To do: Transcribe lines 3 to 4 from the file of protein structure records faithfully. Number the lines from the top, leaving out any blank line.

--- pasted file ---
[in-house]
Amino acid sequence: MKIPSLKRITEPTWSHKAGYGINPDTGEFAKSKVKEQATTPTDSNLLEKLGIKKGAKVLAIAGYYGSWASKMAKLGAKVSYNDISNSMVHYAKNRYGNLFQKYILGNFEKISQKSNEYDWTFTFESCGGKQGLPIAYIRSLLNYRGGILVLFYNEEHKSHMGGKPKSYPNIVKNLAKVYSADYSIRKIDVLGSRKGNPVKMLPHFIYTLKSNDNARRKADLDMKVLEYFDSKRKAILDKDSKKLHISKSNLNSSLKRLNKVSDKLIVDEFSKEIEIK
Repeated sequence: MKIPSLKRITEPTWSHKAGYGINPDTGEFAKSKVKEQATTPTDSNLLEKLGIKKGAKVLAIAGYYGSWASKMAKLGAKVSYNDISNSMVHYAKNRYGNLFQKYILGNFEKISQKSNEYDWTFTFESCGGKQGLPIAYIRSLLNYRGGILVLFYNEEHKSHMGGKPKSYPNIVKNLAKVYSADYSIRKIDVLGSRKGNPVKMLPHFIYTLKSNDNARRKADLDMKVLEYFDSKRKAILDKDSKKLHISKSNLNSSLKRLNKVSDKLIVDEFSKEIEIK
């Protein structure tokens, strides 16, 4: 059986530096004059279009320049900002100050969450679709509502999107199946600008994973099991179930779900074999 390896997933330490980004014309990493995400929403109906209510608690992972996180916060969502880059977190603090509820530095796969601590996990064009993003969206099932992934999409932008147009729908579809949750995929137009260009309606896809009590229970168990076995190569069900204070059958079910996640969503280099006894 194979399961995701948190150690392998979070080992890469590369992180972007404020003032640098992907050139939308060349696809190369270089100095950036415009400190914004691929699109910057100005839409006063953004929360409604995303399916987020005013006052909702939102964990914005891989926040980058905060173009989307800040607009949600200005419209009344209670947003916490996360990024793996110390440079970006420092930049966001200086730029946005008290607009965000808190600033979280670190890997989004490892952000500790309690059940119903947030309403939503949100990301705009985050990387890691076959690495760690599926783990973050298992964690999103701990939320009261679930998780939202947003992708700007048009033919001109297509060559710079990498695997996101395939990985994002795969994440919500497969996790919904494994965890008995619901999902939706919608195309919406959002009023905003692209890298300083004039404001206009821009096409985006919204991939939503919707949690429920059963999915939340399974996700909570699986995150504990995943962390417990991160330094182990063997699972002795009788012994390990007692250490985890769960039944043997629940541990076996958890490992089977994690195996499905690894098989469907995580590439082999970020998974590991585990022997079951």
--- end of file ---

Repeated sequence: MKIPSLKRITEPTWSHKAGYGINPDTGEFAKSKVKEQATTPTDSNLLEKLGIKKGAKVLAIAGYYGSWASKMAKLGAKVSYNDISNSMVHYAKNRYGNLFQKYILGNFEKISQKSNEYDWTFTFESCGGKQGLPIAYIRSLLNYRGGILVLFYNEEHKSHMGGKPKSYPNIVKNLAKVYSADYSIRKIDVLGSRKGNPVKMLPHFIYTLKSNDNARRKADLDMKVLEYFDSKRKAILDKDSKKLHISKSNLNSSLKRLNKVSDKLIVDEFSKEIEIK
């Protein structure tokens, strides 16, 4: 059986530096004059279009320049900002100050969450679709509502999107199946600008994973099991179930779900074999 390896997933330490980004014309990493995400929403109906209510608690992972996180916060969502880059977190603090509820530095796969601590996990064009993003969206099932992934999409932008147009729908579809949750995929137009260009309606896809009590229970168990076995190569069900204070059958079910996640969503280099006894 194979399961995701948190150690392998979070080992890469590369992180972007404020003032640098992907050139939308060349696809190369270089100095950036415009400190914004691929699109910057100005839409006063953004929360409604995303399916987020005013006052909702939102964990914005891989926040980058905060173009989307800040607009949600200005419209009344209670947003916490996360990024793996110390440079970006420092930049966001200086730029946005008290607009965000808190600033979280670190890997989004490892952000500790309690059940119903947030309403939503949100990301705009985050990387890691076959690495760690599926783990973050298992964690999103701990939320009261679930998780939202947003992708700007048009033919001109297509060559710079990498695997996101395939990985994002795969994440919500497969996790919904494994965890008995619901999902939706919608195309919406959002009023905003692209890298300083004039404001206009821009096409985006919204991939939503919707949690429920059963999915939340399974996700909570699986995150504990995943962390417990991160330094182990063997699972002795009788012994390990007692250490985890769960039944043997629940541990076996958890490992089977994690195996499905690894098989469907995580590439082999970020998974590991585990022997079951």